REGION: Western Cape CLOSEST TOWN: Cape Town DESCRIPTION: Tokai’s trails are the perfect antidote at the end of a stressful day. Head up from the car park, and just after the second gate enter the Faerie Garden on your left. Enjoy the technical rooty sections and gradual climb, before crossing the main drag onto another short, gnarly stretch. Avoid the back-scraper tree and sprint the sharp climb back onto the road. From here, the only way is up. Turn right into the first side-road, and left 100m later onto the long singletrack climb. The first part is quite sandy, especially in the summer, before it gets rocky and twisty as you gain altitude. The climax is the first of our Challenges – to ride up the Big Berm: get a good middle-ring run up, and in all but the driest conditions, it is rideable. Turn right and enjoy some flat stuff, taking two left forks before you head up the little climb past the ruin. Don’t turn left into the singletrack; keep going another hundred metres and look for the steep, 50m-long track on your left. This is the second Challenge: again, middle ring is the best option. Turn left, onto the open road, until you reach a t-junction. Turn right, and immediately left into the forest onto the Boulders singletrack, and the third Challenge: make it all the way to the end and back without putting a foot down. Drop back onto the road, for the final piece of climbing, and the high point of the ride, at the entrance to the Mamba. After 6.5km, and 270m ascent, you have earned the helter-skelter rush to your car. Three singletracks lead straight into one another here: Mamba, Boomslang and Snake Eyes. At the bottom of Snake Eyes, turn right and hammer the flat back to the top of the Big Berm, to descend the way you came up. The Faerie Garden closes the ride out with some whoop-inducing corners and the final Challenge for the day: the small wooden bridge and the tricky climb out of it. For a one-hour workout, with views across the peninsula, some skillimproving challenges and a healthy dose of fresh air thrown in for free, this is near-perfect. DISTANCE: 13km NOVICE: 3/10 INTERMEDIATE: 8/10 ADVANCED: 8/10 TYRES: In summer, XC tyres will be fine but in winter, find some extra knobbles: wet rocks and roots can be as slippery as a politician. BEST THING: Easy to get to after work, as short or hard as you want to make it. WORST THING: Climbing from the get-go. BEST SEASON: Summer is best for after-work riding. GET THERE: Take the Tokai off-ramp from the M3 (Blue Route) and turn towards the mountain. Straight at the traffic circle. Where the road splits, veer right, and carry on to the end of the road; turn left and follow the dirt road up to the parking lot. COST: R25 for a day permit, from the hut as you enter the lower forest. Free access if you have Cape Nature Wild Card, which costs R245 for the year: www.capenature.co.za/wildcard.htm SECURE PARKING: Yes, but leave valuables out of sight. BE CAREFUL OF: The rocky step-downs on Mamba and Snake Eyes, as well as the rooty section immediately after the Big Berm. BE SURE TO: Stop and listen to the silence, magnified by the hum of the rush-hour lemmings in the distance... CONTACT: www.sanparks.org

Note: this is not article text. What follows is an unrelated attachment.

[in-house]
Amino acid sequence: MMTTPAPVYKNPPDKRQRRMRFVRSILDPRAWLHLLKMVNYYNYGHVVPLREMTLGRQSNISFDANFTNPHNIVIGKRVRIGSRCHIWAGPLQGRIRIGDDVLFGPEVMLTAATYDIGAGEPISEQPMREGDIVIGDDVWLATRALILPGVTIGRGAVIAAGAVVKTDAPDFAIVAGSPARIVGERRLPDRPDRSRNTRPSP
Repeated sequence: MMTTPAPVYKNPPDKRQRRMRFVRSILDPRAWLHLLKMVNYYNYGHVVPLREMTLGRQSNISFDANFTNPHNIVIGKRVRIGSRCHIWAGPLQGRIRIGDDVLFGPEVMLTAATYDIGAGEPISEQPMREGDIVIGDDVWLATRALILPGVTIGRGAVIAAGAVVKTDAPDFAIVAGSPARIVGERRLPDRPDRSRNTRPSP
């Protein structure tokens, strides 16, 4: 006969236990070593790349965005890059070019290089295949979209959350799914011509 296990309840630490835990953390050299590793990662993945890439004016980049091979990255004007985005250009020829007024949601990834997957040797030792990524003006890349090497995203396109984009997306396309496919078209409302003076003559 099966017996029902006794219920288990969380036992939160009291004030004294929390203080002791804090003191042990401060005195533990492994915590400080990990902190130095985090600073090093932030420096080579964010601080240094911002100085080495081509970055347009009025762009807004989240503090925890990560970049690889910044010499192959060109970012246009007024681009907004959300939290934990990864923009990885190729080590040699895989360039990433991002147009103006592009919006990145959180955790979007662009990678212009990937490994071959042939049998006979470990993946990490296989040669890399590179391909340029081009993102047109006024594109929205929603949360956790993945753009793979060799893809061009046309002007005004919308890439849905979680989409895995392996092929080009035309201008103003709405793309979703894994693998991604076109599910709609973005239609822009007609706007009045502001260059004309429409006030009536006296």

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Trail

Photo by: GREG BEADLE TREAD NOVEMBER/DECEMBER 2010

| 25


Weekend-away Trail

LINDANI WATERBERG WONDER By Barry McCallum

In Zulu, my friends tell me, Lindani means “We’ve been waiting”. And you get the feeling that it has… just for you. More than one of the mountain bikers who gathered for the recent TREAD Summit at Lindani Game and Lodges was heard to exclaim something along the lines of “man, this place was created just for me”.

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TREAD NOVEMBER/DECEMBER 2010


Weekend-away Trail

Photos by: DINO LLOYD TREAD NOVEMBER/DECEMBER 2010

| 27


Weekend-away Trail

T

he frustration of end-of-week

‘ease the burden of the Family Manager’

Joburg traffic and a 280-kilometre

(see Accommodation sidebar). The generous

scoot up the toll-converted N1,